The opioid crisis has led to a surge in infectious diseases—particularly related to injection drug use
As the opioid crisis surges, another serious but often overlooked consequence of the epidemic is the increased incidence of blood-borne infections. The opioid epidemic has fueled a surge in infectious diseases that includes human immunodeficiency virus infection (HIV), hepatitis C, hepatitis B, infective endocarditis, and skin and soft-tissue infections. Let’s look at the numbers.
Infectious disease transmission is on the rise
The Centers for Disease Control and Prevention (CDC) reported that hepatitis C virus (HCV) infections nearly tripled between 2010 and 2015. This included an increase in HCV among pregnant women, which put them at risk for perinatal transmission as well. Between 2004 and 2014, hepatitis C virus infections (HCV) increased by 400% among people aged 18 to 29, and admissions for opioid injection increased by 622%. Hepatitis B virus (HBV) infections, which had been decreasing in recent decades, increased by 20% between 2014 and 2015. The rise in infections has been attributed to increases in opioid injection and high-risk injection practices such as sharing syringes and drug paraphernalia.
This growing trend of infectious diseases, particularly in areas with high rates of opioid use, has created a converging health crisis. So what can communities and policymakers do about it?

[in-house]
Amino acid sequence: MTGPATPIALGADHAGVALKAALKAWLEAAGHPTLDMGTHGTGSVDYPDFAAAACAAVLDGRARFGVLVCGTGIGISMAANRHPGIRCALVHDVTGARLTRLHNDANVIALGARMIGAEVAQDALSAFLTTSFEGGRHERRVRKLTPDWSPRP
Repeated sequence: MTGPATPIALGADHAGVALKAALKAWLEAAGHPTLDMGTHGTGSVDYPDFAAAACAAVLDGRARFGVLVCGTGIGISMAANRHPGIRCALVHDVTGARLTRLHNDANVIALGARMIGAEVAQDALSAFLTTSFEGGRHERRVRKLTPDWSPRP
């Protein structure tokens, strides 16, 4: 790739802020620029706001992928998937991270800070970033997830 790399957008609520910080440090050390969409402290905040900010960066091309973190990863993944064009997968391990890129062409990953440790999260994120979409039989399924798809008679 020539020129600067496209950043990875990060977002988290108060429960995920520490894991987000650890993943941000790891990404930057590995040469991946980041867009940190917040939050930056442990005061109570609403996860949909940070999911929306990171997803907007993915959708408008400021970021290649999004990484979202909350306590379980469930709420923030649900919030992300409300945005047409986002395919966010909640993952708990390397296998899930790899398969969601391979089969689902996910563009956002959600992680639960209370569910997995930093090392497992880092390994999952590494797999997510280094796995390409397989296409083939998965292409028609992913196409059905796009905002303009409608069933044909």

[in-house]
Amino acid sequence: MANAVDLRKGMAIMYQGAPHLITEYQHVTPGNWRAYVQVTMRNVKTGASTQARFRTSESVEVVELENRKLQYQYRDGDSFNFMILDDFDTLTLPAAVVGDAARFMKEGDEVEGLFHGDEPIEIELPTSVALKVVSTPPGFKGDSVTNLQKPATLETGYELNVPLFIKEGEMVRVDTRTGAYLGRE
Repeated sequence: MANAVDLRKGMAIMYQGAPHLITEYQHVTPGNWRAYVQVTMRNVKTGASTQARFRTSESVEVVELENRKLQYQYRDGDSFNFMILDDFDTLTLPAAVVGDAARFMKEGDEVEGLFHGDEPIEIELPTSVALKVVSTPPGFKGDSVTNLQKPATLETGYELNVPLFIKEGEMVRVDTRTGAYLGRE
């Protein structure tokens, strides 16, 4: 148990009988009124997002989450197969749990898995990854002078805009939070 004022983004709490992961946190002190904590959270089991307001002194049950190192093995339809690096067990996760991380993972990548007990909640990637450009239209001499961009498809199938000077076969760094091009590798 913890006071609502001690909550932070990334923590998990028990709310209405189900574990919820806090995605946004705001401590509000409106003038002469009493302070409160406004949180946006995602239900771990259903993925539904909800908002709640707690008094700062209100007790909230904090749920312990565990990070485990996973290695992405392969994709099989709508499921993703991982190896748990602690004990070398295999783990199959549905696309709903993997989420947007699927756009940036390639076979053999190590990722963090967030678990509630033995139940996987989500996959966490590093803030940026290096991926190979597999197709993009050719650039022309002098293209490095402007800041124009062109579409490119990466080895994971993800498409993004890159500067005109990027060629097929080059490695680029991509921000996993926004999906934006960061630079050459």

The advent of harm-reduction practices
To help address this problem, some cities are experimenting with supervised injection sites. While this harm-reduction practice is controversial, proponents say that the pros outweigh the cons since clean needles are provided, which can help prevent the spread of infectious disease. Many jurisdictions also offer sterile syringes and needles to people with substance use disorders through syringe services programs (SSPs). Regardless of the strategy employed, the need for a comprehensive and integrated approach to reducing the spread of infectious disease becomes evident when you study the trends.
To reverse this trend, communities need to work together
The scale of the opioid epidemic and the related infectious disease surge underscores the need for an integrated response from both the infectious disease and substance use communities with support from the federal government and other key organizations. CDC recently called attention to this important issue during a plenary session on the intersection of opioids, substance use, and infectious diseases during the 2019 National HIV Prevention Conference.
Now is the time for action. By increasing our awareness of this issue, continuing to coordinate the response among stakeholders, and dedicating resources to strategies such as harm reduction and treatment services, we can move closer to containing and eventually ending this converging crisis.